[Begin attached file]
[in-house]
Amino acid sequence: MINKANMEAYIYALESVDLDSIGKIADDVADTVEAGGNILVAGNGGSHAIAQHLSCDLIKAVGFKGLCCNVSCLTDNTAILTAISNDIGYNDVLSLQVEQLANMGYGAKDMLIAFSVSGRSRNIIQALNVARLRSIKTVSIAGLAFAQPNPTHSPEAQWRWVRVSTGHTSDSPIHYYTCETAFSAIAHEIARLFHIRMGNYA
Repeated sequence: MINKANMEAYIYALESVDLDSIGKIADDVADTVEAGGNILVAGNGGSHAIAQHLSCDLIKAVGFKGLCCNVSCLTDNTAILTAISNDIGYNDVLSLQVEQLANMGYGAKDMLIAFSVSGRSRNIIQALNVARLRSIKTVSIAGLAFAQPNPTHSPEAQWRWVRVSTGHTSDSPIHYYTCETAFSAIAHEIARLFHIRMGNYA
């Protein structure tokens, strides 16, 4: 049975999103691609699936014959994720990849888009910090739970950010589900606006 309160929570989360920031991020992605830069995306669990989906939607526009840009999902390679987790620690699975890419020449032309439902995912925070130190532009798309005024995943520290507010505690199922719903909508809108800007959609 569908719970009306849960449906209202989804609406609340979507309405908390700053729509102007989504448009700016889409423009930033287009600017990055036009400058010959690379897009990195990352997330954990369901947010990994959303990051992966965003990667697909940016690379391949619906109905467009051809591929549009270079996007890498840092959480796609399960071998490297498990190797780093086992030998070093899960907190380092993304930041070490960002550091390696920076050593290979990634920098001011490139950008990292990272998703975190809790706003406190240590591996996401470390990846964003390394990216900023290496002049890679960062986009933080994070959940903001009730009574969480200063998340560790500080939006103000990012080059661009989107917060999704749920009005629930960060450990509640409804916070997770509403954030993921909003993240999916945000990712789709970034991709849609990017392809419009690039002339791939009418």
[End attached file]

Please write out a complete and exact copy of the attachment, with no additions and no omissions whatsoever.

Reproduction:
[in-house]
Amino acid sequence: MINKANMEAYIYALESVDLDSIGKIADDVADTVEAGGNILVAGNGGSHAIAQHLSCDLIKAVGFKGLCCNVSCLTDNTAILTAISNDIGYNDVLSLQVEQLANMGYGAKDMLIAFSVSGRSRNIIQALNVARLRSIKTVSIAGLAFAQPNPTHSPEAQWRWVRVSTGHTSDSPIHYYTCETAFSAIAHEIARLFHIRMGNYA
Repeated sequence: MINKANMEAYIYALESVDLDSIGKIADDVADTVEAGGNILVAGNGGSHAIAQHLSCDLIKAVGFKGLCCNVSCLTDNTAILTAISNDIGYNDVLSLQVEQLANMGYGAKDMLIAFSVSGRSRNIIQALNVARLRSIKTVSIAGLAFAQPNPTHSPEAQWRWVRVSTGHTSDSPIHYYTCETAFSAIAHEIARLFHIRMGNYA
């Protein structure tokens, strides 16, 4: 049975999103691609699936014959994720990849888009910090739970950010589900606006 309160929570989360920031991020992605830069995306669990989906939607526009840009999902390679987790620690699975890419020449032309439902995912925070130190532009798309005024995943520290507010505690199922719903909508809108800007959609 569908719970009306849960449906209202989804609406609340979507309405908390700053729509102007989504448009700016889409423009930033287009600017990055036009400058010959690379897009990195990352997330954990369901947010990994959303990051992966965003990667697909940016690379391949619906109905467009051809591929549009270079996007890498840092959480796609399960071998490297498990190797780093086992030998070093899960907190380092993304930041070490960002550091390696920076050593290979990634920098001011490139950008990292990272998703975190809790706003406190240590591996996401470390990846964003390394990216900023290496002049890679960062986009933080994070959940903001009730009574969480200063998340560790500080939006103000990012080059661009989107917060999704749920009005629930960060450990509640409804916070997770509403954030993921909003993240999916945000990712789709970034991709849609990017392809419009690039002339791939009418």